independent

Monday 14 July 2014

Lies, damned lies and statistics are taken far too seriously in GAA

Published 27/11/2013|05:36

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IT'S that time of the year again.

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The time of the year for, what's referred to by one well-known commentator, as winter talk. We excel at winter talk in the GAA. Some lads, you'd swear, almost prefer winter talk to the real thing.

If ever there was an example of winter talk it was to be found in last weekend's Sunday Independent. On the pages of that newspaper last weekend you could read the views of a one-time statistician with the Kerry team.

The statistician seemed to think that his observations about the amount of ball going into the full-forward line and coming straight back out again led to the positioning of Kieran Donaghy at full-forward in 2006 in that famous qualifier against Longford.

Perhaps he's right. Perhaps that's what tipped the balance in Donaghy's favour, but regardless of what anybody tells me that was the most logical thing the Kerry management could have done at that point and was part of the public conservation long before Longford rolled into town.

A similar point was made about the positioning of Colm Cooper at centre-forward for the Kingdom this summer instead of his traditional number 13 berth. The stats showed, apparently, that Cooper wasn't getting on enough ball in the corner and history was made. Cooper would play for Kerry on the forty.

Let's just say I'm not convinced. If memory serves me well – and I think it does – I'm pretty sure his club were playing him in that role long before, as former Kerry manager Pat O'Shea set about maximising his potential for the benefit of the Crokes.

This probably comes as no surprise to regular readers of this column. I've often said I'm no great lover of stats. They're not nearly as scientific as they purport to be. For instance, what excatly constitues a possession? What exactly constitutes a tackle?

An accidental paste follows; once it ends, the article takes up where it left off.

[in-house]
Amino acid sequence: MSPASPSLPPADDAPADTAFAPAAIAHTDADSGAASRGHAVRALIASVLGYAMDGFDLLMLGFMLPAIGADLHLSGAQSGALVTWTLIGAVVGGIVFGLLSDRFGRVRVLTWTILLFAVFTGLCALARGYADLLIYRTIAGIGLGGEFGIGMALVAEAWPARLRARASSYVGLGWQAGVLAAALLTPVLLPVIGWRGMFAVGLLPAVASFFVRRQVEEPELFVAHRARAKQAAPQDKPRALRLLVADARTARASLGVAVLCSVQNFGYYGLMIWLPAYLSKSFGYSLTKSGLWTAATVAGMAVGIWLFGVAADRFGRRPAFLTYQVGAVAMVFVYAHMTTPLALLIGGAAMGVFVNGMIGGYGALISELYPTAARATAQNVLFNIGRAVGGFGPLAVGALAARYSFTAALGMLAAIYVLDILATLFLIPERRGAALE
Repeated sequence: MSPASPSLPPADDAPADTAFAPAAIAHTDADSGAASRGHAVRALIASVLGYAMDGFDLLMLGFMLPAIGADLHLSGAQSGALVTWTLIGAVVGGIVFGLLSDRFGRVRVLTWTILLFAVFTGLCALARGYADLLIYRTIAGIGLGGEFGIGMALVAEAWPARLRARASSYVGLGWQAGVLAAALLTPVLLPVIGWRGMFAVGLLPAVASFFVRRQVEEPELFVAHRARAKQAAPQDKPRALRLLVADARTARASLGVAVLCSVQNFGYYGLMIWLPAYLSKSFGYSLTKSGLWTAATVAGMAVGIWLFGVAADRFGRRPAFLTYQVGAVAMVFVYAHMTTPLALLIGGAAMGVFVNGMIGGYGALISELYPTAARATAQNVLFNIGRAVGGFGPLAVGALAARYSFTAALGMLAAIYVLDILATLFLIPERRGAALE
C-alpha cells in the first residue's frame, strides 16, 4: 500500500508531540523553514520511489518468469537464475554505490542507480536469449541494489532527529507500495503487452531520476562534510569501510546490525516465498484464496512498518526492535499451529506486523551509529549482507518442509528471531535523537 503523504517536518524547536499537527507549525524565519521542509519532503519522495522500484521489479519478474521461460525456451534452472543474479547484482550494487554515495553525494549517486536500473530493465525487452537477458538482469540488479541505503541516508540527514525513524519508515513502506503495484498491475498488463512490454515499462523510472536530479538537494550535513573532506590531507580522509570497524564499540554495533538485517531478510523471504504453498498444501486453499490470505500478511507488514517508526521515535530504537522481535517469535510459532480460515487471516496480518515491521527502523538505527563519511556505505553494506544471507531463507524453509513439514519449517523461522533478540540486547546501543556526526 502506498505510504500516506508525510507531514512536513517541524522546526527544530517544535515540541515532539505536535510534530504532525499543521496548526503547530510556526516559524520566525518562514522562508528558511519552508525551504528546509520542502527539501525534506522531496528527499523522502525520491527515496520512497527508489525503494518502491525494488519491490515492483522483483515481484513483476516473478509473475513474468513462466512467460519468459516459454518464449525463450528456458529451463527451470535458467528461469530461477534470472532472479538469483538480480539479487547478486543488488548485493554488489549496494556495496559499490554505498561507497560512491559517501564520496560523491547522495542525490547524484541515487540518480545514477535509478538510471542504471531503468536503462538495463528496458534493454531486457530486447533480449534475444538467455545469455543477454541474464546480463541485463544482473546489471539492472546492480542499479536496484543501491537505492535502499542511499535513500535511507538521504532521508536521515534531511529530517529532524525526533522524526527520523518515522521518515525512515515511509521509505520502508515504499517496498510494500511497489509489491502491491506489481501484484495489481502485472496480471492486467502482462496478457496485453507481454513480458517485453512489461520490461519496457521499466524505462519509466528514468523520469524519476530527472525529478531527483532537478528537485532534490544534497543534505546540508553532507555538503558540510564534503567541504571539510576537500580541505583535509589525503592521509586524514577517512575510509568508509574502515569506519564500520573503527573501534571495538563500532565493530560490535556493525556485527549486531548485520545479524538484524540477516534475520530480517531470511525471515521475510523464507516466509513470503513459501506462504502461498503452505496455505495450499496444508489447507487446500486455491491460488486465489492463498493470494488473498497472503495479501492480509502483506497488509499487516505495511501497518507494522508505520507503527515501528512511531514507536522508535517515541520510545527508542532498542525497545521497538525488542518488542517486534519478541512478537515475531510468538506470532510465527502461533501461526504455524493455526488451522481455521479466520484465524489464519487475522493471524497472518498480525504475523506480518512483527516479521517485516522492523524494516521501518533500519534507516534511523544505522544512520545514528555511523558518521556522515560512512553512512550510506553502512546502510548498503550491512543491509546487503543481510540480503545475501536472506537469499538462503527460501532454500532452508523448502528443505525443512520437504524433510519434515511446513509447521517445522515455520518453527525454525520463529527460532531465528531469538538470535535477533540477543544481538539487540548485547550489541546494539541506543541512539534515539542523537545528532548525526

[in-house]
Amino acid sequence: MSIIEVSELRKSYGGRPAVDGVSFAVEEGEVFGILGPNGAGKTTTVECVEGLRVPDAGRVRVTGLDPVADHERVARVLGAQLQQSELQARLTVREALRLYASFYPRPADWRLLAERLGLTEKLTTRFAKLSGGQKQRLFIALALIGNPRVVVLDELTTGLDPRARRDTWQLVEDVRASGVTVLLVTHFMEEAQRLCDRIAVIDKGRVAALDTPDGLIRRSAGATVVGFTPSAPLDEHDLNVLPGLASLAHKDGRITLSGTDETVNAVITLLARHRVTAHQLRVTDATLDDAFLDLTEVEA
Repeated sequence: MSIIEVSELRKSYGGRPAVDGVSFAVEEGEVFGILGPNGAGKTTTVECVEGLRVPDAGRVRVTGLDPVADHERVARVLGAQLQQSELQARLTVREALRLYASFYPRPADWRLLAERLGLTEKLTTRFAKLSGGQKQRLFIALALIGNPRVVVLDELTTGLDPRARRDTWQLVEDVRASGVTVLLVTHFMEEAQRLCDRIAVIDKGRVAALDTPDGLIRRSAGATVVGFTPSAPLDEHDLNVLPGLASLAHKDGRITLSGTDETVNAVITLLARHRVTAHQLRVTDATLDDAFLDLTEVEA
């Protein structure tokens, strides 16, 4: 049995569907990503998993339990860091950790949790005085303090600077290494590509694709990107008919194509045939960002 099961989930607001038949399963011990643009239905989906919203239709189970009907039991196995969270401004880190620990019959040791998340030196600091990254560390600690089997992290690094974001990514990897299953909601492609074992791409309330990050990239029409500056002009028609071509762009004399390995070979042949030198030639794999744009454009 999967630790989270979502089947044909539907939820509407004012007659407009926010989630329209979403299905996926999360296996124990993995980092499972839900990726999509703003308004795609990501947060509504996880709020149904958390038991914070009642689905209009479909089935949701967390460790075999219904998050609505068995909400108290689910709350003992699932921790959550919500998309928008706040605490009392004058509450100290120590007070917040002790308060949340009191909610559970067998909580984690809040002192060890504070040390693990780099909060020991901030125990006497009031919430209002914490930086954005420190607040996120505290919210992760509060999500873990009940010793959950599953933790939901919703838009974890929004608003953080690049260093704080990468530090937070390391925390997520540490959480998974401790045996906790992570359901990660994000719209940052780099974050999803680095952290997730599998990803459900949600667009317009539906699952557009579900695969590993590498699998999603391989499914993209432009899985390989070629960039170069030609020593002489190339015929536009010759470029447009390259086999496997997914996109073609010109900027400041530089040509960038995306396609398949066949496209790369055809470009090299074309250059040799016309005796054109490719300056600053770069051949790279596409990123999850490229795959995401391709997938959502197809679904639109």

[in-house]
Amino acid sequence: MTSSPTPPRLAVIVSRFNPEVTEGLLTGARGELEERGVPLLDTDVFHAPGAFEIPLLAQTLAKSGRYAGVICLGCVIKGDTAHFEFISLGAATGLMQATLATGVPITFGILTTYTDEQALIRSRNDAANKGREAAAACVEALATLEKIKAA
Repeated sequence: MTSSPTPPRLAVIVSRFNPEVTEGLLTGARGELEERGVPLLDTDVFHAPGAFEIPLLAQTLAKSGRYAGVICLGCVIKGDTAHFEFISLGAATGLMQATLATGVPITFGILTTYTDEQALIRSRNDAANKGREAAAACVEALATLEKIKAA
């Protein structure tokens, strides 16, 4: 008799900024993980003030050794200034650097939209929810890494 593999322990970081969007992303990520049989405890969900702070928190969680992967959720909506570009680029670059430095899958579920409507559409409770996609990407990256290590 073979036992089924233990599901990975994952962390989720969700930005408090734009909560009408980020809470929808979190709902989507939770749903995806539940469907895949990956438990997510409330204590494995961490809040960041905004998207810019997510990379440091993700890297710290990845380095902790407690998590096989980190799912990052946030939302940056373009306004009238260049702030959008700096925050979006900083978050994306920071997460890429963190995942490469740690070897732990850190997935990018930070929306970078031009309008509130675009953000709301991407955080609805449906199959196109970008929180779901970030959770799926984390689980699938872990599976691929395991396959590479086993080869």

It's all in the eye of the beholder .For some it seems that if a player puts a hand on another's shoulder that's a tackle – not in my book – and if a player gives a handpass to another and gets it back from him that's considered two possessions. Heaven's above. Think about it for a second. What does any of that actually tell you? I just don't see it.

Don't get me wrong here. I'm not a complete luddite. I know that any information you can gather will be a help if – and this is the crucial thing – you know what to do with it. It's a wood from the trees situation. Burying your head in facts and figures and failing to see what's right in front of you.

Most good managers will have a good idea and trust of his team and will select accordingly. He will have an alternative plan in his head if things are not going according to the first plan. That's why I always think it's important to try and imagine what is going through the head of an opposing manager.

What do you think he might do if things are not going well for him? And can you anticipate and counteract what he might do? That's what good management is about. There will be days no matter what you do it won't work, but that's football for you.

All the stats in the world are of no benefit if a manager hasn't got the players and if he doesn't know them well. Sometimes you will see something akin to a conference taking place on the sideline during a game. A sure sign that no great thought has gone into reading the opposition's possible changes during a game.

That shows the folly of statistics to me. Football is played in the here and now. Statistics are great... in hindsight. In newspaper columns, in the bar-stool conversations the week after a game.

Friday Night Lights

DISCUSSION of Friday night games is taking centre-stage at the moment.

The first thing to consider about all of this is the potential impact on players. Players in work, players out of work, they're the important thing to consider, not potential gates, not TV ratings and the likes. The welfare – physical and financial – of the players must be paramount.

It's interesting that this discussion is taking place at the same time the GAA seems to be opening the door to Sky TV – something this column always predicted would happen. Friday night – and midweek – games seem tailor-made for Sky.

The money men will consider the bottom line, but I'd urge them to consider the welfare of the players before all else. This is now where the GPA come into play. They have done okay so far, but the real test is just beginning.

Kerryman

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